Urinary extracellular vesicles (uEVs) are released by cells throughout the nephron and contain biomolecules from their cells of origin. Although uEV-associated proteins and RNA have been studied in detail, little information exists regarding uEV glycosylation characteristics. Surface glycosylation profiling by flow cytometry and lectin microarray was applied to uEVs enriched from urine of healthy adults by ultracentrifugation and centrifugal filtration. The carbohydrate specificity of lectin microarray profiles was confirmed by competitive sugar inhibition and carbohydrate-specific enzyme hydrolysis. Glycosylation profiles of uEVs and purified Tamm Horsfall protein were compared. In both flow cytometry and lectin microarray assays, uEVs demonstrated surface binding, at low to moderate intensities, of a broad range of lectins whether prepared by ultracentrifugation or centrifugal filtration. In general, ultracentrifugation-prepared uEVs demonstrated higher lectin binding intensities than centrifugal filtration-prepared uEVs consistent with lesser amounts of co-purified non-vesicular proteins. The surface glycosylation profiles of uEVs showed little inter-individual variation and were distinct from those of Tamm Horsfall protein, which bound a limited number of lectins. In a pilot study, lectin microarray was used to compare uEVs from individuals with autosomal dominant polycystic kidney disease to those of age-matched controls. The lectin microarray profiles of polycystic kidney disease and healthy uEVs showed differences in binding intensity of 6/43 lectins. Our results reveal a complex surface glycosylation profile of uEVs that is accessible to lectin-based analysis following multiple uEV enrichment techniques, is distinct from co-purified Tamm Horsfall protein and may demonstrate disease-specific modifications.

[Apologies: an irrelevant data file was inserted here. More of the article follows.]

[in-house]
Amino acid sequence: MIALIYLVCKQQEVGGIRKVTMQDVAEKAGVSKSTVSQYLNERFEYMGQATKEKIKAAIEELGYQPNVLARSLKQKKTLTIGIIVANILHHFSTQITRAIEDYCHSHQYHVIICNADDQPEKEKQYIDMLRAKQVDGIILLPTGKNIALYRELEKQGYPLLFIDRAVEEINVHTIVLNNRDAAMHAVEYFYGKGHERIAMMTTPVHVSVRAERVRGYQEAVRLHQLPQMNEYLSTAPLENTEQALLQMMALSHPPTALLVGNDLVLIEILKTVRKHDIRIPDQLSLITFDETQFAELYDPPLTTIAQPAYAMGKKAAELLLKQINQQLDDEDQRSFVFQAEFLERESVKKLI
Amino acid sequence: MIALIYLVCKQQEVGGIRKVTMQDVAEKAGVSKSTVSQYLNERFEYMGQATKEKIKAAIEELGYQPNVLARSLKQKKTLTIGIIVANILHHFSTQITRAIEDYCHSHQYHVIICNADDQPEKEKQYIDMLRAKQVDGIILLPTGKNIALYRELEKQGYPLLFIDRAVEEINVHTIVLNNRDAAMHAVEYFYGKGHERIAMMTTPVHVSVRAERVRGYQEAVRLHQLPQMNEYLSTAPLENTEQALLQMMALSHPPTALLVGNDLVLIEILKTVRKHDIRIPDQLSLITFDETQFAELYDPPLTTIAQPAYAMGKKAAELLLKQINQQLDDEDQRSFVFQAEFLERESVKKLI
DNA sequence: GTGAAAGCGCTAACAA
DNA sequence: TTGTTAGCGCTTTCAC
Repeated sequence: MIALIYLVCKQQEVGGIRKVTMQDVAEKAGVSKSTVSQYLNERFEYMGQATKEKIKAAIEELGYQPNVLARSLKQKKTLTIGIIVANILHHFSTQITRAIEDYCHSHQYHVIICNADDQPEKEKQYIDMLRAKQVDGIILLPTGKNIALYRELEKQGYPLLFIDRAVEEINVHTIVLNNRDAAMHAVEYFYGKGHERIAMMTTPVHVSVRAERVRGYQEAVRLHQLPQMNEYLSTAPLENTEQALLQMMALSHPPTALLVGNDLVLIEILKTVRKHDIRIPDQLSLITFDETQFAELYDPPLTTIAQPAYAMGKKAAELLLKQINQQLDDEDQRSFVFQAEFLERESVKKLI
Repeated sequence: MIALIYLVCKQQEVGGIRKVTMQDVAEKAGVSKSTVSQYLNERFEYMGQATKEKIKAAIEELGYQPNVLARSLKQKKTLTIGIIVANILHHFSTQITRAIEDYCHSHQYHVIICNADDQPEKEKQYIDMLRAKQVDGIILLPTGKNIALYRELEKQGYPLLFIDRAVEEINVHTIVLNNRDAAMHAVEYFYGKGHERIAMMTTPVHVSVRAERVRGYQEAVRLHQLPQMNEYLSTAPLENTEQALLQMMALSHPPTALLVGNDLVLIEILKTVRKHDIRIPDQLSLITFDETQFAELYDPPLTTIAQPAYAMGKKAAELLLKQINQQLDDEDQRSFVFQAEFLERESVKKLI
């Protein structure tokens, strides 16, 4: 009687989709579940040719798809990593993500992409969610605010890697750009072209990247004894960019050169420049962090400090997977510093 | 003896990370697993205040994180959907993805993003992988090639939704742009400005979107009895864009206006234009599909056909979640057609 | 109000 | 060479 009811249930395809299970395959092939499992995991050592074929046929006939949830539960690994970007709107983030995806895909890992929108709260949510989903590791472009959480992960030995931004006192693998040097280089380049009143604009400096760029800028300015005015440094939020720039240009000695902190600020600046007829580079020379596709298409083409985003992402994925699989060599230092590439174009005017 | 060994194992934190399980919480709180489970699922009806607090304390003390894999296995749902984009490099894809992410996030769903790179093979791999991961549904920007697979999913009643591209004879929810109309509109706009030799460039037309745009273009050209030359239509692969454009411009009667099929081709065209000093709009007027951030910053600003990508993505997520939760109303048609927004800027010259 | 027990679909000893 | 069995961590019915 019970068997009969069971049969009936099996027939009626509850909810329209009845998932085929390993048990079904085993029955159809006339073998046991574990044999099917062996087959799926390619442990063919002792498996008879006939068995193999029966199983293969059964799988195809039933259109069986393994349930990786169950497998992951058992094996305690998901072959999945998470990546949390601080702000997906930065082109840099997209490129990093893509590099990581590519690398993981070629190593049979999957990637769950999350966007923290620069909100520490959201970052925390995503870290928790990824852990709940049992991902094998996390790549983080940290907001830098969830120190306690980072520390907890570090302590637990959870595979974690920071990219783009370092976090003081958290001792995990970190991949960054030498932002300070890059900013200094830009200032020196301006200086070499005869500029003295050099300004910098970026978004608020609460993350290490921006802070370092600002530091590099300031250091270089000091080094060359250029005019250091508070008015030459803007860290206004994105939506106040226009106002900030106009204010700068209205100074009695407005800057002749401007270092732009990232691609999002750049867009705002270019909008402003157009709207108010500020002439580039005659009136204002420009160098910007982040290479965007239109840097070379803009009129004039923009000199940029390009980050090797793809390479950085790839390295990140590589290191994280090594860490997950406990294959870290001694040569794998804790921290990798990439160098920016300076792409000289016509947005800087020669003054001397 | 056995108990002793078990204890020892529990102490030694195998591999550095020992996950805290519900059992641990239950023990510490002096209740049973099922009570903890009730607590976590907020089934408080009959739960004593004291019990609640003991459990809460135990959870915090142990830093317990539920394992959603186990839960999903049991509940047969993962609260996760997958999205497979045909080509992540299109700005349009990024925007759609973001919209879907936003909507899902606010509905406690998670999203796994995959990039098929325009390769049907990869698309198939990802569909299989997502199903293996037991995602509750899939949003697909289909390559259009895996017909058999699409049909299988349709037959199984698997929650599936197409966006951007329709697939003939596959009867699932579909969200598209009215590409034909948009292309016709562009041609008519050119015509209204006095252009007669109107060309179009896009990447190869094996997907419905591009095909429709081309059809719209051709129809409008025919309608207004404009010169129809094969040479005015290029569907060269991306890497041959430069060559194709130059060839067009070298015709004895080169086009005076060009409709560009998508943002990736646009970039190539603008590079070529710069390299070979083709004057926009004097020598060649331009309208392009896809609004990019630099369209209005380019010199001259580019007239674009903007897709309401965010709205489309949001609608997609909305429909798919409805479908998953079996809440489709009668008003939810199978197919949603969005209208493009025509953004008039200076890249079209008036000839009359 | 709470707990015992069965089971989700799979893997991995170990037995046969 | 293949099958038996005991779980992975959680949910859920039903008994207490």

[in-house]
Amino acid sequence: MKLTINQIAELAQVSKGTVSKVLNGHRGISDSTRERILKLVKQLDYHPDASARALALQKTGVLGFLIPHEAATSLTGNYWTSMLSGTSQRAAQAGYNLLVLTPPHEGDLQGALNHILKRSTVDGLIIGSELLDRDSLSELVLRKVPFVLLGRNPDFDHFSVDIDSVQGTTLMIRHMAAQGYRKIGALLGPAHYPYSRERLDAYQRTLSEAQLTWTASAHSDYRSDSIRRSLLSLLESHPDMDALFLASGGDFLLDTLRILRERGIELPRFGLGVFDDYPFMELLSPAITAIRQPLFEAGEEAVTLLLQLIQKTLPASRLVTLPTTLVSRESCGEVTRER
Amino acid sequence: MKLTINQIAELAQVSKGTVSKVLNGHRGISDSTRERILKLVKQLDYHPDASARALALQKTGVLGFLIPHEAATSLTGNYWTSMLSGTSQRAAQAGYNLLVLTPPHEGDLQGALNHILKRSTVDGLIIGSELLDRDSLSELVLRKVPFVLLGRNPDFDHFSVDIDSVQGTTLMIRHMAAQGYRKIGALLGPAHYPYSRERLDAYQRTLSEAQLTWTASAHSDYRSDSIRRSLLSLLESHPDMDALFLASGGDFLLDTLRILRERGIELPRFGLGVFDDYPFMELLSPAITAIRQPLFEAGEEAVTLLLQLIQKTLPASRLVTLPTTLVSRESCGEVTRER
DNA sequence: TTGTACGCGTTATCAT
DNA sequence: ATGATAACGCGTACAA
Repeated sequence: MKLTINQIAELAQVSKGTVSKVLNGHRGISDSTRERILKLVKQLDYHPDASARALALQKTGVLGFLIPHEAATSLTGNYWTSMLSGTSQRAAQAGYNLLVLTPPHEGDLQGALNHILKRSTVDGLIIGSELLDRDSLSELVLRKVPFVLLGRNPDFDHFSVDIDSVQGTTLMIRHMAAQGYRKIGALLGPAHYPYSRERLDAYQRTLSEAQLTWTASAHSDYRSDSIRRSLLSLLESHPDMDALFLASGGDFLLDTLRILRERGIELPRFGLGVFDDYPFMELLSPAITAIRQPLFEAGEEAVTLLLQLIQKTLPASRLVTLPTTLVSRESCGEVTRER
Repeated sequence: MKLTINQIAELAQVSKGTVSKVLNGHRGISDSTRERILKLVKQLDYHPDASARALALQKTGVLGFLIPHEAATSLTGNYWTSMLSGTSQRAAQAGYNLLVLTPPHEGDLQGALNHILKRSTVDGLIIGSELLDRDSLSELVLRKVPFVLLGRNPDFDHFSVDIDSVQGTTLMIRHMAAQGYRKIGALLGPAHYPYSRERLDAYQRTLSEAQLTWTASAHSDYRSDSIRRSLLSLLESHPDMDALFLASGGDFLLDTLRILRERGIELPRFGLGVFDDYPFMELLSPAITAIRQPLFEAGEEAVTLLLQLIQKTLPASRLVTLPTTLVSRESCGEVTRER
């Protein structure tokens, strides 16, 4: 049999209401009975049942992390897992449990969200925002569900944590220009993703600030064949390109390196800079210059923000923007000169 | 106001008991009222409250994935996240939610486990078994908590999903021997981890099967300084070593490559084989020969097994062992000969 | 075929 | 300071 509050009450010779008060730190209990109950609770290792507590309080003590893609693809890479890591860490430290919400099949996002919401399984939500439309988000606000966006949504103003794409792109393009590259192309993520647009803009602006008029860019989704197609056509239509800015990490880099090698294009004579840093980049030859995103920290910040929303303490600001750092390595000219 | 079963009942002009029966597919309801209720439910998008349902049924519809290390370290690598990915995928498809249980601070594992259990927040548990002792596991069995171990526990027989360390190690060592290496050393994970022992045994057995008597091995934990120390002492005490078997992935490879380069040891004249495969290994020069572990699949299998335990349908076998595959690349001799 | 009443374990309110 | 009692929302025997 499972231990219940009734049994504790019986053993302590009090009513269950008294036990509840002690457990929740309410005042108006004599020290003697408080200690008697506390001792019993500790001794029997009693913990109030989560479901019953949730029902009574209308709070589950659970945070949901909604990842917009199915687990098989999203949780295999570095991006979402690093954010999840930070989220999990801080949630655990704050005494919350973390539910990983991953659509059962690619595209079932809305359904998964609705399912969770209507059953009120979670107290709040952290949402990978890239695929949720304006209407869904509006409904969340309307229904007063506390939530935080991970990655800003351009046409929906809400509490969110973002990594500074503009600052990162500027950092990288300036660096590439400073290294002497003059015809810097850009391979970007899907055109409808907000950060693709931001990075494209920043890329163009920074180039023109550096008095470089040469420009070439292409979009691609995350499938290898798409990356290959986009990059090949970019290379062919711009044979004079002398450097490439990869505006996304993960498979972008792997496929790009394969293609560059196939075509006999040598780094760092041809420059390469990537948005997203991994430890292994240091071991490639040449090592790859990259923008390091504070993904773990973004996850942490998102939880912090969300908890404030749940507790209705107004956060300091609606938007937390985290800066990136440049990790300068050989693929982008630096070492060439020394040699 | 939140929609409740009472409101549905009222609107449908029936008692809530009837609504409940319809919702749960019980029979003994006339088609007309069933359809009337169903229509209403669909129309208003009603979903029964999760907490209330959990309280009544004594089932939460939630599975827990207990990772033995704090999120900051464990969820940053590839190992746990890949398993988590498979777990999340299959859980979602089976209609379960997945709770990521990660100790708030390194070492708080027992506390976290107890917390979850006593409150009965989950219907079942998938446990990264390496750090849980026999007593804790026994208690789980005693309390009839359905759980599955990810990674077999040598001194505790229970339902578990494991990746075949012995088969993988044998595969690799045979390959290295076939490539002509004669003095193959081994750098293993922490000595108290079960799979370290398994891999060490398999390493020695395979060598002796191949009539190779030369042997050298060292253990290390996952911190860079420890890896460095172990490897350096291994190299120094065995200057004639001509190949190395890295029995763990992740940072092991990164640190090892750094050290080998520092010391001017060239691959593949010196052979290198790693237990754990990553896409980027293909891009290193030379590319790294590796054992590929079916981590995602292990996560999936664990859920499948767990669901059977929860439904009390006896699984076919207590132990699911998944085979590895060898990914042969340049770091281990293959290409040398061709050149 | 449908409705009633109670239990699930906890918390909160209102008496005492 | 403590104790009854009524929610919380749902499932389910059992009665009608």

Chronic kidney disease (CKD) is a growing public health issue worldwide [1][3]. Percutaneous kidney biopsy is currently the definitive diagnostic method for determining CKD etiology. Although the occurrence of complications is relatively low, the invasive nature of kidney biopsy has inherent risks which may rule out the use of the procedure with some patients such as those with compounding medical conditions [4][6]. Cost and access to care are also considerations for the use of renal biopsy [4]. Therefore, the discovery of non-invasive alternatives to biopsy for diagnosing and monitoring CKD is highly desirable.